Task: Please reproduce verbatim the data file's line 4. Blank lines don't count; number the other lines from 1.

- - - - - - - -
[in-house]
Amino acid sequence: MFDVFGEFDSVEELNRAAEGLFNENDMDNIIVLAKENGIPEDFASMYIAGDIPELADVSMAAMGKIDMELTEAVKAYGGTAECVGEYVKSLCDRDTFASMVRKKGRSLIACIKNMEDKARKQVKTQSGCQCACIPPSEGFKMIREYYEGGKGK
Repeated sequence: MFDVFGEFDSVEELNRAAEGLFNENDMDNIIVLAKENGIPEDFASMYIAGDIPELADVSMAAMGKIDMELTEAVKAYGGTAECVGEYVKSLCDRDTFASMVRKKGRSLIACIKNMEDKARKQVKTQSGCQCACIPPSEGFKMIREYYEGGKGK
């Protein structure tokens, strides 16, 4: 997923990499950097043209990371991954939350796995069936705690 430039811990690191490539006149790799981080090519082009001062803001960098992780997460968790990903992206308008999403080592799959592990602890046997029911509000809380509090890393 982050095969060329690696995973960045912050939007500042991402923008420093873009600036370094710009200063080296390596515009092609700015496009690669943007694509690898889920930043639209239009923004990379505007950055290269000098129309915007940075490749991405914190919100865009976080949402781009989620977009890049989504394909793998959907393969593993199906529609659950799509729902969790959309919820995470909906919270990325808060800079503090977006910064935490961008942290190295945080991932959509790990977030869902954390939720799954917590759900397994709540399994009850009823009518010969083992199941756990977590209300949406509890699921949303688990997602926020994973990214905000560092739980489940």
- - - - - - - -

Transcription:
């Protein structure tokens, strides 16, 4: 997923990499950097043209990371991954939350796995069936705690 430039811990690191490539006149790799981080090519082009001062803001960098992780997460968790990903992206308008999403080592799959592990602890046997029911509000809380509090890393 982050095969060329690696995973960045912050939007500042991402923008420093873009600036370094710009200063080296390596515009092609700015496009690669943007694509690898889920930043639209239009923004990379505007950055290269000098129309915007940075490749991405914190919100865009976080949402781009989620977009890049989504394909793998959907393969593993199906529609659950799509729902969790959309919820995470909906919270990325808060800079503090977006910064935490961008942290190295945080991932959509790990977030869902954390939720799954917590759900397994709540399994009850009823009518010969083992199941756990977590209300949406509890699921949303688990997602926020994973990214905000560092739980489940």